A parks master plan, grants to support infrastructure and development and an economic plan for downtown are among projects fostered by Oneonta’s first city manager.
Year No. 1 has just finished for Michael Long, 57, who joined the city Oct. 1, 2012, at a salary of $115,000.
The Common Council hired Long to fill a position created in the City Charter, which was approved by voters in November 2011 and took effect Jan. 1, 2012. Before the change, the mayor and council members, who serve on committees, were involved in the mechanics of city business.
Adding the executive position and hiring Long have benefited the city, according to the mayor and a Common Council member.
Long’s formal review by the council will be in December, Mayor Dick Miller said Monday.
But indications are that the city is on-track with an executive manager handling day-to-day operations, which allows elected representatives more time to spend on policy, Miller said. Long requested and has been given informal reviews in April and September, Miller said.
“He is doing fine,” Miller said. “We’re all working to make sure his contributions in the city are being maximized — we’re confident we’re on the right track.”
Long has brought skills developed in other municipalities plus a passion for planning that has benefited the city through the completed parks master plan and development of an economic plan for downtown.
In August, state officials announced that nine projects in Otsego County, mostly in the town and city of Oneonta, won $1.9 million in state funding.
The city projects included the Wilber Park bathhouse restoration at $241,000; the Catella Well No. 1 Pump House reconstruction and well expansion project at $242,000; the Latte Lounge expansion at $41,000; and a housing acquisition and rehabilitation project in the city, which will work with Housing Visions organization under a $400,000 grant. Also, $200,000 in funding was awarded to Otsego County Micro-Enterprise Grants, including three downtown Oneonta projects.
The city’s awards signal a benefit of having a city manager, Miller said, and though not all credit goes to the city manager, Long played a major role in the city’s success. The Catella Well No. 1 project wouldn’t have been funded if Long hadn’t been involved, the mayor said.
A year ago, Long was new to Oneonta’s budget process. On Tuesday night, the mayor announced that the council will continue working on the 2014 budget, which has a greater-than-projected deficit gap of $1.6 million.
The city manager, with help from the director of finance, is required to present a budget to be approved by the eight-member Common Council.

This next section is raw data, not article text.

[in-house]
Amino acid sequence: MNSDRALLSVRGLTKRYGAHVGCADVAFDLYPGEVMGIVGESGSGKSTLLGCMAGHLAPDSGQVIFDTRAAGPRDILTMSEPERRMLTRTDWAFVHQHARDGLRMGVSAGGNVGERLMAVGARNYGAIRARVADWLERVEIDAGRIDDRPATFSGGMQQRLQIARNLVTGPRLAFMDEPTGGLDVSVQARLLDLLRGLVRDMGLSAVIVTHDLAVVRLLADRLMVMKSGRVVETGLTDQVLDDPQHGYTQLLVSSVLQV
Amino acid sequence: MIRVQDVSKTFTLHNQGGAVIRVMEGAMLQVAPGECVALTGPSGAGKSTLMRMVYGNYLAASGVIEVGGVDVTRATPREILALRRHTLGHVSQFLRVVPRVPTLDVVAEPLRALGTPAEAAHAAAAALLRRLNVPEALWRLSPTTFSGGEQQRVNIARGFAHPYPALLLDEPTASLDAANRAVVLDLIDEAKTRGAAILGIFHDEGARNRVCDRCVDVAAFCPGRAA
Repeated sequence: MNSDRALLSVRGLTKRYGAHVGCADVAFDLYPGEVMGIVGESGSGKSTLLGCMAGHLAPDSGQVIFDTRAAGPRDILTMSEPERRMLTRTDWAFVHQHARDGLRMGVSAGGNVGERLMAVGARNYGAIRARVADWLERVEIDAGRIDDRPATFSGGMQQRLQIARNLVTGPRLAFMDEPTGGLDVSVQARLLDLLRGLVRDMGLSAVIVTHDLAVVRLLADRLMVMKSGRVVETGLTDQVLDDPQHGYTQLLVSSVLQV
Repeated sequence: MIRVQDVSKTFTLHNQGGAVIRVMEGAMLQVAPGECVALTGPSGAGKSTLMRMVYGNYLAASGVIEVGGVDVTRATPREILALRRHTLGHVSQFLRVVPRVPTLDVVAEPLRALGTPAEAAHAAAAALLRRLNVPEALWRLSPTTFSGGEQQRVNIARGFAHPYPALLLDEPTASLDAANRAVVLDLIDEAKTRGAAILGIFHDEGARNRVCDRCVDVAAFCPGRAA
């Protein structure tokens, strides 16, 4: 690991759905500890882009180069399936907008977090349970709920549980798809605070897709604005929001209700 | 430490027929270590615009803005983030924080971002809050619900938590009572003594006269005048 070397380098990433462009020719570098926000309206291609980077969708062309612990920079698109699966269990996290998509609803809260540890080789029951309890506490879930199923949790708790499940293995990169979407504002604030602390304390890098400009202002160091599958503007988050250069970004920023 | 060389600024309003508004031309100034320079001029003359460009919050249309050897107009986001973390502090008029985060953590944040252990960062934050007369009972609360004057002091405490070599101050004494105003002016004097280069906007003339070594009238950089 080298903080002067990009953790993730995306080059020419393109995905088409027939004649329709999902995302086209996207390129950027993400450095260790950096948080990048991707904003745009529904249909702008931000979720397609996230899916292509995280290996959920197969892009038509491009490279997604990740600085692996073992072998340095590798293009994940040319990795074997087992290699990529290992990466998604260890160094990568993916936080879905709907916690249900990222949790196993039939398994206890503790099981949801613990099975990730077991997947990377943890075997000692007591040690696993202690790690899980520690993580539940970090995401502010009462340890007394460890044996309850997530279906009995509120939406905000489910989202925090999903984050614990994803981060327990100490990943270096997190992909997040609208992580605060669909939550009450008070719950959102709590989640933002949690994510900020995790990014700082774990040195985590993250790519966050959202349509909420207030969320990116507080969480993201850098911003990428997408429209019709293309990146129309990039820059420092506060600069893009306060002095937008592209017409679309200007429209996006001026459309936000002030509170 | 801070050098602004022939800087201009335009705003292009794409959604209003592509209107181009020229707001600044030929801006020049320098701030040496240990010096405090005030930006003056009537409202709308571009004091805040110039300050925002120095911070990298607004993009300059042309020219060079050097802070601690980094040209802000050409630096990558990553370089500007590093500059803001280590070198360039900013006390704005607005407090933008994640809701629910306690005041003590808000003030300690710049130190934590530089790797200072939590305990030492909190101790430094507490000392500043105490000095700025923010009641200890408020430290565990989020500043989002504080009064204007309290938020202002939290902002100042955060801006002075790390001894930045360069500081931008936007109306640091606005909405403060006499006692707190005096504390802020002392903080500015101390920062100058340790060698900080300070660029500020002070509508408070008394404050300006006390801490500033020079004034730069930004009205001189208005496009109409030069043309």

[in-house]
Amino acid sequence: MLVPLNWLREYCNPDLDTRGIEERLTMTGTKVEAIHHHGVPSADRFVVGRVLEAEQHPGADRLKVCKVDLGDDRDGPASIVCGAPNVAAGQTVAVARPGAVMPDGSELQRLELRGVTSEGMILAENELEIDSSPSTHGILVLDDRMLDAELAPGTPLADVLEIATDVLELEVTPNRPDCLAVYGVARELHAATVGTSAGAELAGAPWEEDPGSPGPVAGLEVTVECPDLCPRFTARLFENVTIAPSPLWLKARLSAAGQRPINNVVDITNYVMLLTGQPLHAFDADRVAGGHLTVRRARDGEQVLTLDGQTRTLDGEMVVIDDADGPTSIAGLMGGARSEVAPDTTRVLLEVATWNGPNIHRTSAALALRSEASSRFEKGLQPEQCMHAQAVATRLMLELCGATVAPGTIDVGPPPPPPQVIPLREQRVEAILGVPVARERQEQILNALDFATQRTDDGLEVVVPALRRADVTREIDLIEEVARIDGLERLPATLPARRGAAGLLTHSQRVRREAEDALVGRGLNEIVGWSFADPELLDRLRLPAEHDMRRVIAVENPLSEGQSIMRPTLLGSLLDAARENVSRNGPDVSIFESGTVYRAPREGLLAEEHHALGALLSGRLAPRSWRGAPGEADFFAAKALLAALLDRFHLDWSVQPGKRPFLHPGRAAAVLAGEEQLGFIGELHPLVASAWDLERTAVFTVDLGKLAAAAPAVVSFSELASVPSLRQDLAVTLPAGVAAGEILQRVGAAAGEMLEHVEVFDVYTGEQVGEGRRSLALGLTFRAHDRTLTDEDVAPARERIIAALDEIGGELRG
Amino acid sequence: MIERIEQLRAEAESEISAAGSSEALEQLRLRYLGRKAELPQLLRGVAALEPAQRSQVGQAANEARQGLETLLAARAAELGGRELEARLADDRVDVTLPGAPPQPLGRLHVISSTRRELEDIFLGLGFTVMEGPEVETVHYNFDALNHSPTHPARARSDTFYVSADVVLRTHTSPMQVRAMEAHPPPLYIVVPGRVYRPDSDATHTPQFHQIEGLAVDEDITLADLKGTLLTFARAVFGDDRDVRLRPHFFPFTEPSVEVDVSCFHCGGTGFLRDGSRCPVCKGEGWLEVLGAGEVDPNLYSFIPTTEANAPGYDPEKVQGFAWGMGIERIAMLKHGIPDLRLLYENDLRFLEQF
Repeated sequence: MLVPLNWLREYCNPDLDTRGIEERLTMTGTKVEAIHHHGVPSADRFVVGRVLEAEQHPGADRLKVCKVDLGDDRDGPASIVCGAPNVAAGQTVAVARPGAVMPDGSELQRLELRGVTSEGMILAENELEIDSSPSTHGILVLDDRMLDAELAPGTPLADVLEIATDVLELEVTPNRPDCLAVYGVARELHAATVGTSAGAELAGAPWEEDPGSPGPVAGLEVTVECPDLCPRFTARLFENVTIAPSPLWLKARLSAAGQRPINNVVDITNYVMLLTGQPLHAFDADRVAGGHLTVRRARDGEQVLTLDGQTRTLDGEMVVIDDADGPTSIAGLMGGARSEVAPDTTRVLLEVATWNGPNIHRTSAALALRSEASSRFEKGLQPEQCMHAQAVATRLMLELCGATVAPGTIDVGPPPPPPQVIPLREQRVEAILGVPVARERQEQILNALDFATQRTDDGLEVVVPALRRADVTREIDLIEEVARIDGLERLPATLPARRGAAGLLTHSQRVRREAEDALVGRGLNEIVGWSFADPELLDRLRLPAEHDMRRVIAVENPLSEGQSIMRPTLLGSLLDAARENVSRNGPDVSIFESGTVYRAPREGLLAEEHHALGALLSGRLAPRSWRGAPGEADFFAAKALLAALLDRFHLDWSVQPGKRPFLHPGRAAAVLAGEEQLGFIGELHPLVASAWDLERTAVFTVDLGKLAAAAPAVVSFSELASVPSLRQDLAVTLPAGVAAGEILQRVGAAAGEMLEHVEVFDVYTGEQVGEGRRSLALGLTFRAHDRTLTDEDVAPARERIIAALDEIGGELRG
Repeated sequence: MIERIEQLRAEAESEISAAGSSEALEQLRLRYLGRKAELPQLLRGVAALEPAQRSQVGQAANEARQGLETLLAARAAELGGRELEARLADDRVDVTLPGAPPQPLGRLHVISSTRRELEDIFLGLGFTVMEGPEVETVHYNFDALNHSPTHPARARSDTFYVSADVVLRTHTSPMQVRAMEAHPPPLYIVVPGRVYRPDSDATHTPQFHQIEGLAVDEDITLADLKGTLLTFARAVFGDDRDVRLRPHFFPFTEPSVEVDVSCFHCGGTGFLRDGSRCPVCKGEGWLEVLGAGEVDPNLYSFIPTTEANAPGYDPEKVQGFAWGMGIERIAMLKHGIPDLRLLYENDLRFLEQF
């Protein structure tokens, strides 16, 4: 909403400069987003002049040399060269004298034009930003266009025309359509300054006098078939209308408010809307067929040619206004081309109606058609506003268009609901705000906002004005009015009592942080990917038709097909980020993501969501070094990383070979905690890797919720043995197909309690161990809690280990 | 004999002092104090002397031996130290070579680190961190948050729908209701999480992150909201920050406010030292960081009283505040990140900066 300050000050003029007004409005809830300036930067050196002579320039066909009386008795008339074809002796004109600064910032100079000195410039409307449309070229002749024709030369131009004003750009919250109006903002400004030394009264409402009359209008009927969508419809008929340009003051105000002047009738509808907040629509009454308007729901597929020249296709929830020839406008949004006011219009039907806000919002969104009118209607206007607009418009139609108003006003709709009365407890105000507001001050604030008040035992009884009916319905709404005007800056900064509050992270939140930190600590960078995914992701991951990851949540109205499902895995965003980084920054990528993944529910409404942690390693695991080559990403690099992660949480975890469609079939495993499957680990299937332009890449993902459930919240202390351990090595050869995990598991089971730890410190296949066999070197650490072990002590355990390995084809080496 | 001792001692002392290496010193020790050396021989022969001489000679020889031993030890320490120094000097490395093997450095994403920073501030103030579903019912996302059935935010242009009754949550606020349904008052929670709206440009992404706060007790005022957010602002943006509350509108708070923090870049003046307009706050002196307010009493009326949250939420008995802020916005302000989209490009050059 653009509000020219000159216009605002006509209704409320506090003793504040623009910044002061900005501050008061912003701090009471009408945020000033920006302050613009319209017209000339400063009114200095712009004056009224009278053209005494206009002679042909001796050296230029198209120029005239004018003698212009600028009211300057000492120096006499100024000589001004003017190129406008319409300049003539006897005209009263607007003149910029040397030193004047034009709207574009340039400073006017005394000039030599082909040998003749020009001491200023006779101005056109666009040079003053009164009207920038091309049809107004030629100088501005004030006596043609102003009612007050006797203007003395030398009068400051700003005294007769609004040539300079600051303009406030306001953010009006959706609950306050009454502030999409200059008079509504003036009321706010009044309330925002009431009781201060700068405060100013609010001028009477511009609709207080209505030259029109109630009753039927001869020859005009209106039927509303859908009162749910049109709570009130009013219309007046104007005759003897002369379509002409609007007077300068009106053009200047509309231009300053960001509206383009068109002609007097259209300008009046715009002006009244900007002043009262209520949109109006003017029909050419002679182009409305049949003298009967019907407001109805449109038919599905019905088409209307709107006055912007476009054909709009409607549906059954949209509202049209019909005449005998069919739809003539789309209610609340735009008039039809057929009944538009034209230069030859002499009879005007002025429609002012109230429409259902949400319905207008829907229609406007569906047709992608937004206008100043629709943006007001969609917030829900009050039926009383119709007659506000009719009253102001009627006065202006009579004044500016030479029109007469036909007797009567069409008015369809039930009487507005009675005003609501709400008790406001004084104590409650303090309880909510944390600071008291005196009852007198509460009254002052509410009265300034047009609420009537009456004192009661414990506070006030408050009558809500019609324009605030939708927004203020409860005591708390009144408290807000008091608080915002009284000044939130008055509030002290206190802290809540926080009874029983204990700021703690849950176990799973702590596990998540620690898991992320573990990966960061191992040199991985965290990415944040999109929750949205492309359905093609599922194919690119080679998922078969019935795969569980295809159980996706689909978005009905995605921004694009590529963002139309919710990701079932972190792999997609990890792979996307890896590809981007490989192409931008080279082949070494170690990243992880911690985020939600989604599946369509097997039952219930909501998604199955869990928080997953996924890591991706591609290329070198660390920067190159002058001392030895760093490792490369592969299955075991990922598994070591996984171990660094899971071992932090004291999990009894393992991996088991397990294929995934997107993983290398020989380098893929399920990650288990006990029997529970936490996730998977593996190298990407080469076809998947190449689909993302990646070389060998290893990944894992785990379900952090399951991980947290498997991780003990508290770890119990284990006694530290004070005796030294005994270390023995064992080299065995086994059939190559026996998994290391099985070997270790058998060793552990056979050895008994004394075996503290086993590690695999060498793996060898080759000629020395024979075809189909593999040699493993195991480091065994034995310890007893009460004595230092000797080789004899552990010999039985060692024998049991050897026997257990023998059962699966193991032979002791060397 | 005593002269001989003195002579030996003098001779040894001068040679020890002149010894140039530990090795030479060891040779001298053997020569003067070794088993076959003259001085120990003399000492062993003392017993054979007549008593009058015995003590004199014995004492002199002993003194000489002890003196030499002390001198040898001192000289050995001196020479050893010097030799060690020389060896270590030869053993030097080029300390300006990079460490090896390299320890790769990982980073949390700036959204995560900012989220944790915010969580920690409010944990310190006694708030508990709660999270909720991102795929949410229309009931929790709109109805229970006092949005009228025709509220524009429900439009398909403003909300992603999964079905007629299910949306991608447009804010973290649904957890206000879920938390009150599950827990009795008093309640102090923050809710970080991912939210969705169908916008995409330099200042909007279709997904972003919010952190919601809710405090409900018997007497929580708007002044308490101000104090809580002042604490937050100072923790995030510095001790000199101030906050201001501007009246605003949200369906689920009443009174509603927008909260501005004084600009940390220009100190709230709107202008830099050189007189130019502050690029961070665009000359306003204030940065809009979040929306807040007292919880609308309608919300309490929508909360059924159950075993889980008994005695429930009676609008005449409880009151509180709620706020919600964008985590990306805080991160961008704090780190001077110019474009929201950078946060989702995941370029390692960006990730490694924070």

Oneonta faces budget hurdles, including the governor’s 2 percent cap on property taxes, though the city fiscally is ahead of many other municipalities across the state, said Long, who attributed the status to work by mayor and council on the city’s five-year plan.
In the past couple of years, the city has spent a lot on capital projects, such as reconstruction of Spruce Street, Long said, and whether that level of spending can be maintained is a question to be answered.
“We’re just starting to get into the budget process,” Long said Monday.
Long said challenges ahead, in addition to the annual budget, include working toward long-term financial stability and implementing projects funded by the grants awarded this year.
“We’re going to be very busy,” Long said. “We have a lot of really positive things going on.”
Miller said the addition of a city manager has been a big change for the city, a process that will continue into the months and years ahead.
Organization of city departments and their cooperation have been good results of having a city manager, said Common Council member David Rissberger of the Third Ward, and the matching of city needs and grant resources also was a benefit to Oneonta.
Rissberger agreed that the city’s success in grant awards was a good indication of Long’s abilities and what he can do for the city.
Rissberger also applauded Long’s work with the housing steering committee that identified housing issues and objectives for projects, specifically opportunities with the Housing Visions program.
“He’s been meeting my expectations,” Rissberger said. “I think he’s done a very good job so far.”
Long said the position in Oneonta has been “great” and has mostly been as he expected, except for working with a municipal airport. Long praised the many volunteers who have served to the benefit of city governance and quality of life. Another local asset is the cooperation among local nonprofit organizations and community and other groups, he said.
“Oneonta’s a very friendly community. Every one has been very welcoming. Everyone has been very supportive.” Long said. “It feels like a pretty fast year.”